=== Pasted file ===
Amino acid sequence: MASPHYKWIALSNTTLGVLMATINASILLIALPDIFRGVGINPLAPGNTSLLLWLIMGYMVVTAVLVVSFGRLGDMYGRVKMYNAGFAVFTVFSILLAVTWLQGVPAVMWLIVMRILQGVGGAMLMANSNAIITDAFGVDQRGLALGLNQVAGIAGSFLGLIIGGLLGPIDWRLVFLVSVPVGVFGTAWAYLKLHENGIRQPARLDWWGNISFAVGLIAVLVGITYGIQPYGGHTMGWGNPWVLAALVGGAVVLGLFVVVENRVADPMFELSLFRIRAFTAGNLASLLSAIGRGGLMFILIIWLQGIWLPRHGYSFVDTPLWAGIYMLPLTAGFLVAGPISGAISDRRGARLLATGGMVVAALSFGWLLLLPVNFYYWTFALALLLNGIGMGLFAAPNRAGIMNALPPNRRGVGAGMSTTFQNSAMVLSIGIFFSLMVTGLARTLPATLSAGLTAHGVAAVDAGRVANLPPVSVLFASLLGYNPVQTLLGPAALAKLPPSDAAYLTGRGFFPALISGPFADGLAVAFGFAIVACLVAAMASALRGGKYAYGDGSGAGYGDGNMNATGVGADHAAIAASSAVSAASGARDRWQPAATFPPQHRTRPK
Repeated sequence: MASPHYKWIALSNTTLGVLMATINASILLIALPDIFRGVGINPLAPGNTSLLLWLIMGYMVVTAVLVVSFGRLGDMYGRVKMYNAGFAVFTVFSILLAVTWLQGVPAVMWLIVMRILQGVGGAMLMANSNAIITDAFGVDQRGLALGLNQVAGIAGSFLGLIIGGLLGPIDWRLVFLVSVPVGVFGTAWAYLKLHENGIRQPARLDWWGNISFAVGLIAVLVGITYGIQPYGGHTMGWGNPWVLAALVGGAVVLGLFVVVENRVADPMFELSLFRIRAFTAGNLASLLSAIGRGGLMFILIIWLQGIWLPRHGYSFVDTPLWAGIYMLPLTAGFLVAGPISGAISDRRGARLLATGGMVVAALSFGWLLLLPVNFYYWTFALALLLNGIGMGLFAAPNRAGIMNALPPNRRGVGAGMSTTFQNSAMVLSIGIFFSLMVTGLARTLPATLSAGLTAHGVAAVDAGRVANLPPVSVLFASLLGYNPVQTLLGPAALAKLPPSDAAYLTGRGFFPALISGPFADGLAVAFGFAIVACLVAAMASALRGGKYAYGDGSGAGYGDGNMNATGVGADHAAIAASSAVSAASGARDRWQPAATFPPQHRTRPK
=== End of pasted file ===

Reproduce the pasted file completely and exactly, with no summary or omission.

Amino acid sequence: MASPHYKWIALSNTTLGVLMATINASILLIALPDIFRGVGINPLAPGNTSLLLWLIMGYMVVTAVLVVSFGRLGDMYGRVKMYNAGFAVFTVFSILLAVTWLQGVPAVMWLIVMRILQGVGGAMLMANSNAIITDAFGVDQRGLALGLNQVAGIAGSFLGLIIGGLLGPIDWRLVFLVSVPVGVFGTAWAYLKLHENGIRQPARLDWWGNISFAVGLIAVLVGITYGIQPYGGHTMGWGNPWVLAALVGGAVVLGLFVVVENRVADPMFELSLFRIRAFTAGNLASLLSAIGRGGLMFILIIWLQGIWLPRHGYSFVDTPLWAGIYMLPLTAGFLVAGPISGAISDRRGARLLATGGMVVAALSFGWLLLLPVNFYYWTFALALLLNGIGMGLFAAPNRAGIMNALPPNRRGVGAGMSTTFQNSAMVLSIGIFFSLMVTGLARTLPATLSAGLTAHGVAAVDAGRVANLPPVSVLFASLLGYNPVQTLLGPAALAKLPPSDAAYLTGRGFFPALISGPFADGLAVAFGFAIVACLVAAMASALRGGKYAYGDGSGAGYGDGNMNATGVGADHAAIAASSAVSAASGARDRWQPAATFPPQHRTRPK
Repeated sequence: MASPHYKWIALSNTTLGVLMATINASILLIALPDIFRGVGINPLAPGNTSLLLWLIMGYMVVTAVLVVSFGRLGDMYGRVKMYNAGFAVFTVFSILLAVTWLQGVPAVMWLIVMRILQGVGGAMLMANSNAIITDAFGVDQRGLALGLNQVAGIAGSFLGLIIGGLLGPIDWRLVFLVSVPVGVFGTAWAYLKLHENGIRQPARLDWWGNISFAVGLIAVLVGITYGIQPYGGHTMGWGNPWVLAALVGGAVVLGLFVVVENRVADPMFELSLFRIRAFTAGNLASLLSAIGRGGLMFILIIWLQGIWLPRHGYSFVDTPLWAGIYMLPLTAGFLVAGPISGAISDRRGARLLATGGMVVAALSFGWLLLLPVNFYYWTFALALLLNGIGMGLFAAPNRAGIMNALPPNRRGVGAGMSTTFQNSAMVLSIGIFFSLMVTGLARTLPATLSAGLTAHGVAAVDAGRVANLPPVSVLFASLLGYNPVQTLLGPAALAKLPPSDAAYLTGRGFFPALISGPFADGLAVAFGFAIVACLVAAMASALRGGKYAYGDGSGAGYGDGNMNATGVGADHAAIAASSAVSAASGARDRWQPAATFPPQHRTRPK